Roydon Salick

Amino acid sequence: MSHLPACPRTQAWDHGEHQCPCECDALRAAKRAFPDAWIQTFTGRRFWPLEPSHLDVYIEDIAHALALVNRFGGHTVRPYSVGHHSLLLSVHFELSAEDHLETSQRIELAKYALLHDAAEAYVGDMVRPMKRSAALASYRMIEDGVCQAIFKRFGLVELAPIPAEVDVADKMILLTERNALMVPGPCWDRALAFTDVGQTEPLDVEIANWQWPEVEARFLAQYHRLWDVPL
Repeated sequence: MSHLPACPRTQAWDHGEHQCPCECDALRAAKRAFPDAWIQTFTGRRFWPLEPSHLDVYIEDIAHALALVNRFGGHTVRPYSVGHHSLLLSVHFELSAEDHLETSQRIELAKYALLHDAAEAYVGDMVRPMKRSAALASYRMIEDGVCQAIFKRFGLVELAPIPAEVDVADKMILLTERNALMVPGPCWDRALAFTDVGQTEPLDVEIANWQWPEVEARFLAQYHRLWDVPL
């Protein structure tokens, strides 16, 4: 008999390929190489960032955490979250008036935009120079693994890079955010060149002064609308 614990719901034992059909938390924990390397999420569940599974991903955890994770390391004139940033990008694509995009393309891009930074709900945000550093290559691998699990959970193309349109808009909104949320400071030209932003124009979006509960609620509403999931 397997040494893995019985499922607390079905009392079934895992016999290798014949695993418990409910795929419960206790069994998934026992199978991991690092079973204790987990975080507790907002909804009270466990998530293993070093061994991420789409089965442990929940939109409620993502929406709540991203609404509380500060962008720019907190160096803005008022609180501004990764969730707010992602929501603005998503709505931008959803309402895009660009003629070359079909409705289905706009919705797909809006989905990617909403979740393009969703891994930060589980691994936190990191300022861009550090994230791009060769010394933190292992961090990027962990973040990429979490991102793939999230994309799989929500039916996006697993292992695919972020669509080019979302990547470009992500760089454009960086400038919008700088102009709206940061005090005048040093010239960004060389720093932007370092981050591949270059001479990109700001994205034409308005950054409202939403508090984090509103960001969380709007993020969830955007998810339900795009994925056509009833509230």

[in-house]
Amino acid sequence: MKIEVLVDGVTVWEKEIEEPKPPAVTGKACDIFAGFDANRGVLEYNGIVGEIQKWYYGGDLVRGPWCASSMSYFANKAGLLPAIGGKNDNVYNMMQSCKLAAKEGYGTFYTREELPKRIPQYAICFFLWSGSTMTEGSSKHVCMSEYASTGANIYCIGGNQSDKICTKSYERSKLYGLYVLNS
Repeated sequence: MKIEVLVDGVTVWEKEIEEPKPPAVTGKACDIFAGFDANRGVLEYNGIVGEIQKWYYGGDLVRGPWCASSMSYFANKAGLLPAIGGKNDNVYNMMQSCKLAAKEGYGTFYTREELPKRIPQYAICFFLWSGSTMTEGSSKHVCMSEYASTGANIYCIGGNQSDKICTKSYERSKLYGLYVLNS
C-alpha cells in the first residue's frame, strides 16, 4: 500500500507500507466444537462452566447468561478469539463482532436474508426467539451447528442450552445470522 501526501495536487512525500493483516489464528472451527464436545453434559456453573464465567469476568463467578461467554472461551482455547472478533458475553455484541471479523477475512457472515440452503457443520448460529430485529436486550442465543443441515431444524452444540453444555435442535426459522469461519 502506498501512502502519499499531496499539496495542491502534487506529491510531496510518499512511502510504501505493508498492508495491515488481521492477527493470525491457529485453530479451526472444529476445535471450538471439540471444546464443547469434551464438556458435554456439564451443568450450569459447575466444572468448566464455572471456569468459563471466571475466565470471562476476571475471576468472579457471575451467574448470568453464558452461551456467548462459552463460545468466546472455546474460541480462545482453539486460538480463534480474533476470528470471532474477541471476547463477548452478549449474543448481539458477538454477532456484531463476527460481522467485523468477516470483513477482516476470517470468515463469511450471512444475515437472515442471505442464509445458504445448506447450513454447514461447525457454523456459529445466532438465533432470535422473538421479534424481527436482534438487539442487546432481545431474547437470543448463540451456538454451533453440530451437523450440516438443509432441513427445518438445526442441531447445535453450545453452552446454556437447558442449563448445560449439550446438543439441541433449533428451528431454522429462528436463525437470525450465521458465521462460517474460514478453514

In an attempt, to use the author's own words, 'to project my part of the world onto the map because I found when I went to live in England that people never knew where Trinidad was', Samuel Selvon has created a literature of short stories and novels that portray the lives of essentially three kinds of character - country-bound peasants, middle-class Trinidadians living in Trinidad, and lower-class West Indian immigrants, lured to London by the grandiose expectations of an inverted El Dorado myth. Criticism has, to a large extent, neglected the middle - class Trinidadian who appears in An Island Is a World (1955) and I Hear Thunder (1963), the former considered by the author to be his most ambitious, and in some ways his most important work. These two novels have as their protagonists mainly creolized Indo-Trinidadians, who in an attempt to find themselves, experience 'the existential and metaphysical crisis of an educated and professional group of middle-class Trinidadians in post-war years'1 .



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